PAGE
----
HONG KONG (AFP) -Shares in energy firms tumbled Friday after oil prices hit four-year lows in reaction to OPEC’s decision to ignore calls for an output cut, although the prospect of cheaper fuel sent airlines surging.
Sydney’s ASX/S&P 200, the home of commodity giants such as BHP Billiton, Woodside and Santos, was the stand-out loser, although Asian stock markets were mixed as cheaper oil means lower import costs.
At a closely watched meeting Thursday the Organization of the Petroleum Exporting Countries (OPEC) said it would “maintain the production level of 30 million barrels per day”, where it has been for the past three years.
The 12-nation cartel, which pumps a third of global oil supplies, made the move despite calls from around the world – including from some of its own members – to cut output as prices have fallen by a third since June.
The news was greeted with a huge sell-off on oil markets, with both main contracts diving around five per cent to four-year lows. New York’s West Texas Intermediate (WTI) at one point slumped to $67.75 a barrel and London’s Brent North Sea crude touched $71.25 – both four-year troughs – before slightly recovering.
In afternoon Asian trade WTI was at $68.08, down 97 cents from its settle price in electronic trading in New York on Thursday. US floor trading was closed due to Thanksgiving. Brent dropped $1.31 to $71.27.
“It seems there were still plenty of traders holding out hope that the supply of oil from the world’s largest group of producers would be cut,” Scott Schuberg, chief executive at Rivkin Securities in Sydney, told Dow Jones Newswires.
Among regional markets Sydney sank 1.63 per cent, or 87.9 points, to close at 5,313.0 and Seoul was flat, edging down 1.31 points to 1,980.78.
Shanghai rallied 1.99 per cent, or 52.35 points, to 2,682.84 on reports China will soon launch an anticipated deposit insurance system, which would allow more banks to freely compete for depositors. Hong Kong ended flat, dipping 16.83 points, to 23,987.45 .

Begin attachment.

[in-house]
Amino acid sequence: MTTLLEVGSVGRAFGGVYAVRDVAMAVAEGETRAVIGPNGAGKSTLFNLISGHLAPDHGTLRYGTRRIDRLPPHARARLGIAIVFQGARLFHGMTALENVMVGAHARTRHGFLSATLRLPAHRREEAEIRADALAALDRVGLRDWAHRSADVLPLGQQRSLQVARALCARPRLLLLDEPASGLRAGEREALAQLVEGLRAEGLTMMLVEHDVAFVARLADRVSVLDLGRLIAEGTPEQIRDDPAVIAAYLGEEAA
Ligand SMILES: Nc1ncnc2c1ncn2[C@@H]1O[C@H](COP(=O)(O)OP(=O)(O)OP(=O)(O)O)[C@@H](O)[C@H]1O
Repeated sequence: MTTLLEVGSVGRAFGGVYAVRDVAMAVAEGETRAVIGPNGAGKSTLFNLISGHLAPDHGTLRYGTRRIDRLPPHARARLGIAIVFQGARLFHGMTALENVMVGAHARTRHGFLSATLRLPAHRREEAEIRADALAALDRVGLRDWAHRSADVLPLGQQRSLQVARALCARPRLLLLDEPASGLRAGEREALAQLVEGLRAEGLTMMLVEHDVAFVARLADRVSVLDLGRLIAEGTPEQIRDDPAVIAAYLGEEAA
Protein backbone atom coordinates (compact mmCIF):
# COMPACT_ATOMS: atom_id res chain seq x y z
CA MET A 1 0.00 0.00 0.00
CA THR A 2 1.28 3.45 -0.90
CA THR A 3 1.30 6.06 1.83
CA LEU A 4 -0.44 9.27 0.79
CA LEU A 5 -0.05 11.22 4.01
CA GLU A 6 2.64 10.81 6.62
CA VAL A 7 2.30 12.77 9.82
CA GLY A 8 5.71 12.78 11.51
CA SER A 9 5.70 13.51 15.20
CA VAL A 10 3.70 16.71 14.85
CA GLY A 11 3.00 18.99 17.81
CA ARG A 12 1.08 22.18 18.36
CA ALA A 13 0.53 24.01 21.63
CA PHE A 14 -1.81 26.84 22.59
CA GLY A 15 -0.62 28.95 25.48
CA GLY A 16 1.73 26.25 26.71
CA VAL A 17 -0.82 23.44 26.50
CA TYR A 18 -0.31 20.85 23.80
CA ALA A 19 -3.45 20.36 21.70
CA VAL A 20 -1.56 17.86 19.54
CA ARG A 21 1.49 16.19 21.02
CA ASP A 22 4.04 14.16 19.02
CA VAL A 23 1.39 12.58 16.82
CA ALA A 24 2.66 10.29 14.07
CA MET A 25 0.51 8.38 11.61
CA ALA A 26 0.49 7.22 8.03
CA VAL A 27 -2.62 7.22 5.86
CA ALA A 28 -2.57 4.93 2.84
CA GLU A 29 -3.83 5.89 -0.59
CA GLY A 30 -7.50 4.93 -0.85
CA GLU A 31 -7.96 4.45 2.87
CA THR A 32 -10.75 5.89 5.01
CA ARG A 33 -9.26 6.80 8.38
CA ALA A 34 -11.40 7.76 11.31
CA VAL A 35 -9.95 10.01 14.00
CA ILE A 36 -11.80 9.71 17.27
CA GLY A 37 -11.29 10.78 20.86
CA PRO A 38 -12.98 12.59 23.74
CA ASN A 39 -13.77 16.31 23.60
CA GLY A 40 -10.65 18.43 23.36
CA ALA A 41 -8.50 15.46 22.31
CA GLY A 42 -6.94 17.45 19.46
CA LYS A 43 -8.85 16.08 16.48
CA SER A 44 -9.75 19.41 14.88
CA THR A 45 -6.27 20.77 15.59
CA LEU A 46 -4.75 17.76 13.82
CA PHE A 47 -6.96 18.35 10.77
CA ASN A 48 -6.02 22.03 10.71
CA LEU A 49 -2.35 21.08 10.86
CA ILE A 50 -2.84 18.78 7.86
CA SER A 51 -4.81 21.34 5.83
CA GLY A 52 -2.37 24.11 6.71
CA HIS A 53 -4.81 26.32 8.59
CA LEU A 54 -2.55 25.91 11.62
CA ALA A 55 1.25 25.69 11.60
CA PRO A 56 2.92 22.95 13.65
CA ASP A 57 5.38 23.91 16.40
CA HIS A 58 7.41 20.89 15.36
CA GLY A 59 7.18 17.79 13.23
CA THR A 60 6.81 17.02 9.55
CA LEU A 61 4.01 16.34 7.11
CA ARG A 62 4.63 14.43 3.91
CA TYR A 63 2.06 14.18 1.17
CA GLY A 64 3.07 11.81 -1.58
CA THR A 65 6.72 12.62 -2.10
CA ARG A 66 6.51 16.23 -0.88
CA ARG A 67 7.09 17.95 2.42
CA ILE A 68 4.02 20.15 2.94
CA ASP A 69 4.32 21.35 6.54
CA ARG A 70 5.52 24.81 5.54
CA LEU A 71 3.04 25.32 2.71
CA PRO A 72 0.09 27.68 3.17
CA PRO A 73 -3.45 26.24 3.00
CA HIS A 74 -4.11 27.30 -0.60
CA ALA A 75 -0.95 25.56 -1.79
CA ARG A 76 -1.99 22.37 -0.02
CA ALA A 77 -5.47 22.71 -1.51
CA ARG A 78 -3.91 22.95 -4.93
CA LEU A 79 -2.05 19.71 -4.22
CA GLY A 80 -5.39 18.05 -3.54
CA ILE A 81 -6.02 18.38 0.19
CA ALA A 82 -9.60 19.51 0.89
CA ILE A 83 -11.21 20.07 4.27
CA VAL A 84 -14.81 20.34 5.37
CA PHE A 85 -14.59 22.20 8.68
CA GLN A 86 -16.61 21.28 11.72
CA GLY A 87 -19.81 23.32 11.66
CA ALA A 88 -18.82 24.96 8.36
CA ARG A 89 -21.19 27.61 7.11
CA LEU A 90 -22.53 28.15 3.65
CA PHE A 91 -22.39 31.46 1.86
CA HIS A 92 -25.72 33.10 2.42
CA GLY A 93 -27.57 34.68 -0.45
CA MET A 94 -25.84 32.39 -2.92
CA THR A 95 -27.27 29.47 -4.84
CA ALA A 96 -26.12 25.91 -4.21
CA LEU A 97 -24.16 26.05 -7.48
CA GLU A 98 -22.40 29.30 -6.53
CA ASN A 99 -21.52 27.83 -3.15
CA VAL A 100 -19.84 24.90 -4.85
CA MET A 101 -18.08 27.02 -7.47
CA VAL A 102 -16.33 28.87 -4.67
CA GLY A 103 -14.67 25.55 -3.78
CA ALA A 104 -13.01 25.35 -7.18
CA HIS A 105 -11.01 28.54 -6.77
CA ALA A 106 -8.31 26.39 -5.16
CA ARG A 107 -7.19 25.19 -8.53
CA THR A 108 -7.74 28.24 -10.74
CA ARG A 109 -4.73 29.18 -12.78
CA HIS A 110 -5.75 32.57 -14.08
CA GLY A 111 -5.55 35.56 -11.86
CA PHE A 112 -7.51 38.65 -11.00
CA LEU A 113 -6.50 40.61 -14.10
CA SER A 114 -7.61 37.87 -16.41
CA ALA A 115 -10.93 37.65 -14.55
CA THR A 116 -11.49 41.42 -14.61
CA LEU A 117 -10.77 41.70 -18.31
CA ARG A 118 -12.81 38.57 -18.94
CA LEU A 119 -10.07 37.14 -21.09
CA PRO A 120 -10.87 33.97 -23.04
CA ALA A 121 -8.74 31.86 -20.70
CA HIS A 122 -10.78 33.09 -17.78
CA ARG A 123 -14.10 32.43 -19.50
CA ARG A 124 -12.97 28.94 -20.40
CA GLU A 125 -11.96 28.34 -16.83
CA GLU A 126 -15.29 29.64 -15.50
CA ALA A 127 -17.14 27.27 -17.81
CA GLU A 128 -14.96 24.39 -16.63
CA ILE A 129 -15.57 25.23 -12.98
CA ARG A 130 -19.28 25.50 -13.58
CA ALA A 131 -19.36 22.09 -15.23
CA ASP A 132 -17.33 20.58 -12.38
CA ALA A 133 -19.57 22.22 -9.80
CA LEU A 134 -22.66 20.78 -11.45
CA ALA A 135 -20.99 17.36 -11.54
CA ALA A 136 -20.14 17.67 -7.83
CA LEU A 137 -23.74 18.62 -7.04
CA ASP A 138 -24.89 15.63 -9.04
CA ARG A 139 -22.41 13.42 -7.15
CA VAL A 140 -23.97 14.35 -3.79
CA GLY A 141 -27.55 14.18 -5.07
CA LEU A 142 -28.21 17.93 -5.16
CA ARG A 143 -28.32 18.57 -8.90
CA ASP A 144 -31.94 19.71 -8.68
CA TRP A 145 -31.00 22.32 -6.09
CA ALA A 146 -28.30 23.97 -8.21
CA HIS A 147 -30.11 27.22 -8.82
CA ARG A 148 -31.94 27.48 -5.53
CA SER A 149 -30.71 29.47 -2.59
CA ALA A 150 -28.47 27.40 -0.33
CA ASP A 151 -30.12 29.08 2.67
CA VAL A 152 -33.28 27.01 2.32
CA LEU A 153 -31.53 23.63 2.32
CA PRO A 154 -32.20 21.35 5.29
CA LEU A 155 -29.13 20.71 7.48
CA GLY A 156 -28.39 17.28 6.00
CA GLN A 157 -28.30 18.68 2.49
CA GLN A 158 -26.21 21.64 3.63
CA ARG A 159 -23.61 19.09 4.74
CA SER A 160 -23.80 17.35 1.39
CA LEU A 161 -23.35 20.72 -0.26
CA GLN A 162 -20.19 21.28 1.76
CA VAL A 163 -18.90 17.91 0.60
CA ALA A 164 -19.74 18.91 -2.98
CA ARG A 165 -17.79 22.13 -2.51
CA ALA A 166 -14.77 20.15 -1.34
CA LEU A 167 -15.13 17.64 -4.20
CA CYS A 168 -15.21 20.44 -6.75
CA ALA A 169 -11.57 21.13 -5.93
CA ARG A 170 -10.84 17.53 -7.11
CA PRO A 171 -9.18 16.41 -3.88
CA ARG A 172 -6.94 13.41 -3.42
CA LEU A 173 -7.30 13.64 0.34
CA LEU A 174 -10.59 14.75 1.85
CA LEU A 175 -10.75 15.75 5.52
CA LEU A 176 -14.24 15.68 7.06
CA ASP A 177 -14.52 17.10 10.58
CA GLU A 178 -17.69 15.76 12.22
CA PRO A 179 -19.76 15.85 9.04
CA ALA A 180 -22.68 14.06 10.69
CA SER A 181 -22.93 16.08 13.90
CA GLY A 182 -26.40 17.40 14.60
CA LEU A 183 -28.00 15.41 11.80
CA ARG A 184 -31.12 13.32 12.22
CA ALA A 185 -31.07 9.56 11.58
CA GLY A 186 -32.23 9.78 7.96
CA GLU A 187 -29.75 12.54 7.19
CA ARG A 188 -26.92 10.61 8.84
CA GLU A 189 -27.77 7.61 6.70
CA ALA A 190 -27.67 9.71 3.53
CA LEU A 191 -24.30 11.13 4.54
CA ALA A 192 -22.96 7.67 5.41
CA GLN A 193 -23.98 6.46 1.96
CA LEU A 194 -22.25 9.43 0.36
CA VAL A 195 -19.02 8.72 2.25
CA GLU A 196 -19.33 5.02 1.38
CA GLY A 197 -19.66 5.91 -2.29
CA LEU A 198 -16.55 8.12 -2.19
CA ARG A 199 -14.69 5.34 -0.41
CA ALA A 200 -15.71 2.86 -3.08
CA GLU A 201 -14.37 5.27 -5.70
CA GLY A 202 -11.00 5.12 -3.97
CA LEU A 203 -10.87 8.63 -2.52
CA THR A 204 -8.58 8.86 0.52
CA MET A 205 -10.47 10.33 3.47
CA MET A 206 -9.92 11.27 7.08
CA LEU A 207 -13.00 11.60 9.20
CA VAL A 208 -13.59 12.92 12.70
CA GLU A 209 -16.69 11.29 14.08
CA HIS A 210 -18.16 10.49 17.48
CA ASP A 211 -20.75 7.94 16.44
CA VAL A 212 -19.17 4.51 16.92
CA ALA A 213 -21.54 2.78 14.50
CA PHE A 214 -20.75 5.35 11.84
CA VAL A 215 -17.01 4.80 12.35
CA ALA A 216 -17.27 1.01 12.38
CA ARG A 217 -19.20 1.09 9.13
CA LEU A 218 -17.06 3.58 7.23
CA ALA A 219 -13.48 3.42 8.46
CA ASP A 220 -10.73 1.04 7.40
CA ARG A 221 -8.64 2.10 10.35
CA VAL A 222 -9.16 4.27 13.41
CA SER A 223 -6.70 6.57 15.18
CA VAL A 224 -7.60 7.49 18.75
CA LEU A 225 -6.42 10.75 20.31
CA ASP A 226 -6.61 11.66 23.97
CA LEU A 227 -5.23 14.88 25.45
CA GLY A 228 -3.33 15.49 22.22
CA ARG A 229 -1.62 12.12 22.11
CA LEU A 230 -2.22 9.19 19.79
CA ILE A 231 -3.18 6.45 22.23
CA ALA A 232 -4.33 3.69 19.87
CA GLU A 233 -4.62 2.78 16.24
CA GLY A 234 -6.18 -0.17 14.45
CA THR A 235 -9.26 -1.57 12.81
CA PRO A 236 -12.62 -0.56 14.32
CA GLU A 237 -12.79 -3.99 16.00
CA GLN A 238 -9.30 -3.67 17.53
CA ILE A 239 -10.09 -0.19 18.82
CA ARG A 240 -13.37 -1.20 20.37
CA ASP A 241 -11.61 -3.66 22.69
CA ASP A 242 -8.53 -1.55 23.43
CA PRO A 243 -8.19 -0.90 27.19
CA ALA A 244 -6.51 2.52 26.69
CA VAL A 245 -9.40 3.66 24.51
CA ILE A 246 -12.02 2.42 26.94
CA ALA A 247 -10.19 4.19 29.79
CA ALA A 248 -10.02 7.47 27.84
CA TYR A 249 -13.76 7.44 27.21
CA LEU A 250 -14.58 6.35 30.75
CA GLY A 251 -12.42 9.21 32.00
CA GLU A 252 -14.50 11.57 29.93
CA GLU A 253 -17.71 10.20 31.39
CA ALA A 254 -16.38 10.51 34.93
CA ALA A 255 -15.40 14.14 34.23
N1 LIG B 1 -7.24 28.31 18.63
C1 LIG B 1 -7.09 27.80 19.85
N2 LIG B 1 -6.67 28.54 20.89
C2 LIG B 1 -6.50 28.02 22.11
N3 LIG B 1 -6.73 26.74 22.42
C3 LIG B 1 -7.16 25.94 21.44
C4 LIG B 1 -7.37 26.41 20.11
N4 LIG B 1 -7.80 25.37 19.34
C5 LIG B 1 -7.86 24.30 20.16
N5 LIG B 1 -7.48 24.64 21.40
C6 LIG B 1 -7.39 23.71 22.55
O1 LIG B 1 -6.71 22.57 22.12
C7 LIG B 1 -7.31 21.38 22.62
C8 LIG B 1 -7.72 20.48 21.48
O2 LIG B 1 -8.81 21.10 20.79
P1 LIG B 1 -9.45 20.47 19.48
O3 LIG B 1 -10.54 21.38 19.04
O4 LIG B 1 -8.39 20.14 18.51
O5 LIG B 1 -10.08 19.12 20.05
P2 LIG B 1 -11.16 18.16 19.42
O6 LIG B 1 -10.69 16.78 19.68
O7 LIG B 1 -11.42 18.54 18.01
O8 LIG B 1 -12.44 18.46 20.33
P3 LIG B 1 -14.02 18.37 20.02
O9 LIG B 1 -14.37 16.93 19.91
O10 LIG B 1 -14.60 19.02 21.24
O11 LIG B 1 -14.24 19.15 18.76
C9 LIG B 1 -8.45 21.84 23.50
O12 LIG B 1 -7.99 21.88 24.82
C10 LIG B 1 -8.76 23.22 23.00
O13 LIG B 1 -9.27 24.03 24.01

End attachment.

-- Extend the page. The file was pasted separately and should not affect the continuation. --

Tokyo jumped 1.23 per cent, or 211.35 points, to finish at 17,459.85. The Nikkei was helped by a weakening yen and the lower oil prices, which will cut import costs. Japan has ramped up imports of the black gold to make up for lost energy caused by the shuttering of the country’s nuclear power stations.
In Sydney the biggest casualty was Santos, which plunged 13.00 per cent, while BHP Billiton lost 3.37 per cent and Woodside was off 7.07 per cent.
Hong Kong-listed shares in CNOOC shed 5.50 per cent and PetroChina sank 3.33 per cent.
However, Asian airlines – whose main cost is fuel – soared. In Hong Kong, Air China jumped 6.44 per cent and Cathay Pacific gained 5.04 per cent, while Tokyo-listed Japan Airlines added 5.28 per cent and rival ANA jumped 7.39 per cent. Qantas gained 6.96 per cent in Sydney and Korean Airlines was up 4.74 per cent in Seoul.
On foreign exchange markets the euro was mixed after sinking on Thursday in reaction to speculation the European Central Bank could begin buying government bonds as part of a monetary easing drive.
The euro bought $1.2459 against $1.2460 and 147.25 yen compared with 146.74 yen.
The yen came under pressure again after data showed inflation slowing in October from the previous month.
The dollar was trading at 118.17 yen, up from 117.74 yen in London.
Gold was at $1,187.61 an ounce, compared with $1,196.58 late Wednesday.